All established automakers have definitely asked their design teams: How should the design of a car change when a driver is no longer required?
It takes a startup, however, to ask the question: How should the design of a car change when it drives itself—and it's not meant to carry people at all?
Nuro's answer has already been rolling around on the streets of Houston. The startup is in the business of last-mile delivery—ideally in underserved areas, the company says—and reckons the best way to get goods to people is to save people as much of the trip as possible. "It's time for robots to do the driving," the company writes. "Our custom autonomous delivery vehicles are designed to drive in neighborhoods. And because they only carry goods, they prioritize the safety of others. It's a safer, smarter approach to everyday errands."
In April the Nuro R2 began delivering Domino's pizzas to select customers in Houston, after exhaustively mapping the test neighborhoods with a fleet of instrument-riddled Priuses. Now they've announced a partnership with FedEx, who has committed to using a fleet of Nuro's deliverybots (which are electric, by the way). The eventual goal is to grow that fleet "to a scale that will be transformative for logistics and for everyday life," writes Dave Ferguson, Nuro's Co-Founder.
Back to the design of the R2 itself. It can't be a coincidence that it shares its name with a certain friendly robot, and like R2-D2, Nuro's vehicle is electric. (I always assumed R2-D2 was electric, you never see Luke pouring gas into him.) And by looking at the R2, we can guess at least two things the designers were thinking:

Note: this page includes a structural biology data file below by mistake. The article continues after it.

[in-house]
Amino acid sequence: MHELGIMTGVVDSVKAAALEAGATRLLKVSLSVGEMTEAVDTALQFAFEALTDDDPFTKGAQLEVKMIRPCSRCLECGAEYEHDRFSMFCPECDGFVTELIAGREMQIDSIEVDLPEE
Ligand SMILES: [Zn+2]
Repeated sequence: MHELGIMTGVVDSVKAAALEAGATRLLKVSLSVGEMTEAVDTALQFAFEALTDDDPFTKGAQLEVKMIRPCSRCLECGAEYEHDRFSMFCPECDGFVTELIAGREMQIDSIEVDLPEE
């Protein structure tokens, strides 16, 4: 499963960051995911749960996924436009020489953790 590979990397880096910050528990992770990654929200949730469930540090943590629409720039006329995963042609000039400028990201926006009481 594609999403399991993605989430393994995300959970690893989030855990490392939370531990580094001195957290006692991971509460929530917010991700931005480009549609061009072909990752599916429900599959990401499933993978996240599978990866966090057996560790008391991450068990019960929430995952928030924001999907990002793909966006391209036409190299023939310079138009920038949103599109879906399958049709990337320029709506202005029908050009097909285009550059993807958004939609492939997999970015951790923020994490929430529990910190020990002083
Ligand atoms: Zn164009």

It's got to be friendly-looking. This is a new type of vehicle and we don't want it freaking people out.
Thus the form of the R2 has no caffeinated-CAD-jockey creases, brutal surface changes, zigzags or pointy bits. The body style is rounded, soft-looking, gentle even. No angry, slit-like LED headlights, but old-school round ones, like on a VW bug. An expansive windshield, even if no human is looking out of it, as if to say "Relax, I'm obviously a car-like object, you've seen stuff like me before."
There's no reason the thing needs to be car-sized.
Since the designers decided—presumably for safety reasons—to have the packages only accessible from the curb-side of a two-way street, there are only doors on one side. And you don't want delivery recipients having to lean into the vehicle and reach across the entire width of a car to get at a package in the back. Thus the R2 is accessibly narrow, which I feel is good UX design. And the gullwing doors are a nice touch as well, admitting plenty of natural light, revealing both the packages and the friendly teal color within. There's no ducking and having to reach into the dark space of an unknown vehicle.
The company doesn't actually say much about the design, but does confirm that "We designed it differently on purpose," on their website. "When we founded Nuro, we set out to build a new class of vehicle designed purely for transporting things instead of people. We wanted to build a self-driving vehicle, but not just a driver-less vehicle—a passenger-less vehicle, too.
"We were convinced that this kind of vehicle had the potential to be safer than passenger vehicles: more nimble, narrower, and better able to prioritize the well-being of other road users. And by building such a vehicle, we could also lower vehicle cost, improve the customer experience, and accelerate autonomous technology deployment by solving problems jointly through both hardware and software development."
In terms of safety, it's worth noting that with no passengers to worry about jostling, the R2 can slam on its brakes as hard as it wants. "R2 can come to a quick emergency stop when necessary without concern for the groceries, pizza, or other items onboard," the companys says. "But rest assured: if your pizza gets damaged along the way, we'll make sure to send another one without delay."